Sierra McNeill came to The New Century School fresh from Charlotte, NC to take over the 6th- through 8th-grade homeroom and instruct TNCS students in grades 4–8 in English Language Arts (ELA). She is originally from Fort Bragg, NC, near Fayetteville, and, until now, had lived in North Carolina all her life. Why Baltimore? Ms. McNeill said she was really just looking for “a change of scenery.” Fayetteville had the small-town feel, and Charlotte was an up and coming small city. Baltimore was a good next step up because she wanted to get a little farther north (bit not too far north with colder weather) and because her best friend has lived here for the past 7 years. When Ms McNeill would visit over the years, she developed a fondness for good old Charm City and moved here April 1, 2022! She also appreciates the proximity to Washington, D.C., but feels it’s a little too fast-paced for her.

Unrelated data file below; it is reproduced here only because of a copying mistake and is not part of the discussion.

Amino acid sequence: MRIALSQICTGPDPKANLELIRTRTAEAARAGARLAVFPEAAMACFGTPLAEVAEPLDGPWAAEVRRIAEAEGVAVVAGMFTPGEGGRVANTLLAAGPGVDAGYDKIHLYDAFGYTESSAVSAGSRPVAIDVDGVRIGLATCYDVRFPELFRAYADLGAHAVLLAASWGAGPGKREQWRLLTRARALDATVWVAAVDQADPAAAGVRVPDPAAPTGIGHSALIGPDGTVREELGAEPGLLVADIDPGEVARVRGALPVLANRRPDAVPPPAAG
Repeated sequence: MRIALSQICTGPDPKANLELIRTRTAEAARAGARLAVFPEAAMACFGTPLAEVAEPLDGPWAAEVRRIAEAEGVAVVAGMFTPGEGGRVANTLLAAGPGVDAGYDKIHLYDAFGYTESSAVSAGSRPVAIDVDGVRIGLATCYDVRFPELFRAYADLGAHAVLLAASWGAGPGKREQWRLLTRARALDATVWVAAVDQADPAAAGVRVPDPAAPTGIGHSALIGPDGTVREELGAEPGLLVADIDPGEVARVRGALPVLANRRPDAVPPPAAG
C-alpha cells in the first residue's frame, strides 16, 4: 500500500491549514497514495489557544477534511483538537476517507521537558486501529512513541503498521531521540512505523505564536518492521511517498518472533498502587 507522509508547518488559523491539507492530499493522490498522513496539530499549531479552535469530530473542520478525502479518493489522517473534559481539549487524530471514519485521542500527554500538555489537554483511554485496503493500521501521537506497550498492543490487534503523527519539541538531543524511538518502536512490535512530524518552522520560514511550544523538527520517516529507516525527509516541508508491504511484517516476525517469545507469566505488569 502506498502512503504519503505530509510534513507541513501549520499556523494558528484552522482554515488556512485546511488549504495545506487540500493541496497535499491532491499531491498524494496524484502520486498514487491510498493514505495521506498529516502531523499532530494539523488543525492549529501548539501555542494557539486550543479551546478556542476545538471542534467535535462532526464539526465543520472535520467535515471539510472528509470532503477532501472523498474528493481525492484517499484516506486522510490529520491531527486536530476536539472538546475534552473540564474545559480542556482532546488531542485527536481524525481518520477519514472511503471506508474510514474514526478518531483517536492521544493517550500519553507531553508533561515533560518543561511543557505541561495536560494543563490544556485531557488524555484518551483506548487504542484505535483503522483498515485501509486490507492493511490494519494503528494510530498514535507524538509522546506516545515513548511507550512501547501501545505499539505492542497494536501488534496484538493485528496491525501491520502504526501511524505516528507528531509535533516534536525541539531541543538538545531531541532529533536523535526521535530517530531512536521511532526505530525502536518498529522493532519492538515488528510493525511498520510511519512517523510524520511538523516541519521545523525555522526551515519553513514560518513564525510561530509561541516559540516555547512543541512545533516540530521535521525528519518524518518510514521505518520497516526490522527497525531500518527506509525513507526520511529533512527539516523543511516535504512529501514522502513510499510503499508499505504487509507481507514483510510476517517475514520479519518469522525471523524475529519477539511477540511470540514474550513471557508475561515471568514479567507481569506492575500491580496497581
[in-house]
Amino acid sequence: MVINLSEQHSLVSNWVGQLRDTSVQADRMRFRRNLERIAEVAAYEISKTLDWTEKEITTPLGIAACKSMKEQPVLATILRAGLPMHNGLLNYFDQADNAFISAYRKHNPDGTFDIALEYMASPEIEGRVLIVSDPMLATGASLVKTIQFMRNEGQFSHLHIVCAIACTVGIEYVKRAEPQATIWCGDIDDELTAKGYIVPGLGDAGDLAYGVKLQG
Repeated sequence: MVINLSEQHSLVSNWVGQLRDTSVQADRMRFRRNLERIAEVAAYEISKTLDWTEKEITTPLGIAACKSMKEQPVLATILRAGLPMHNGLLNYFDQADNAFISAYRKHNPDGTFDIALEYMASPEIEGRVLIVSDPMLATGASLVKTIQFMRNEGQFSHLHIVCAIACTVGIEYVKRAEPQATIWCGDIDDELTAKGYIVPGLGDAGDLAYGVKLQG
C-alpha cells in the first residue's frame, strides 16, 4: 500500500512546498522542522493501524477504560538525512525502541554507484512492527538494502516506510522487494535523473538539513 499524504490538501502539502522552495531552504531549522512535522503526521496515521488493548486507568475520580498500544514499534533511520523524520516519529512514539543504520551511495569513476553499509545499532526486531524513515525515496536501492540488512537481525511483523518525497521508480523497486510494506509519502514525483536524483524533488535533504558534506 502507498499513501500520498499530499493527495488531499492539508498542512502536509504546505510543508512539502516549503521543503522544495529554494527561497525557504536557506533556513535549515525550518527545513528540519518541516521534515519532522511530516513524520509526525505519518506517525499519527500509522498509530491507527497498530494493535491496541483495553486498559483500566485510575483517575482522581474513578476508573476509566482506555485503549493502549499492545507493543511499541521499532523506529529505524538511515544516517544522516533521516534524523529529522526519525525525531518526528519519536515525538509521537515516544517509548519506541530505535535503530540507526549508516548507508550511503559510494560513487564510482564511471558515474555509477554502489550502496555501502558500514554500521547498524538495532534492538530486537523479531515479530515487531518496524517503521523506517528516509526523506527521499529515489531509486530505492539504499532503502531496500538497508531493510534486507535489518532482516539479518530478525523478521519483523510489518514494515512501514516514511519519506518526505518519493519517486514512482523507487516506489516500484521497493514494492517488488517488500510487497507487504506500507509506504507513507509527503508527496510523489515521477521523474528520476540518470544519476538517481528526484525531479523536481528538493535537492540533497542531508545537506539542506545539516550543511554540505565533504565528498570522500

Even though Baltimore feels “just right,” moving here has still required some adjustments. One of the biggest has been not being as close to her family (see photos), who she is extremely close to. “It was definitely a transition,” she said. “I’m coming from southern roots, and we are all about hospitality—everyone is your neighbor—and it’s not really like that here.” Well, maybe not in Baltimore at large, but TNCS has been a saving grace. “TNCS has been great. I was nervous about coming into this environment as a new teacher, but everyone was very receptive, including the students,” she explained.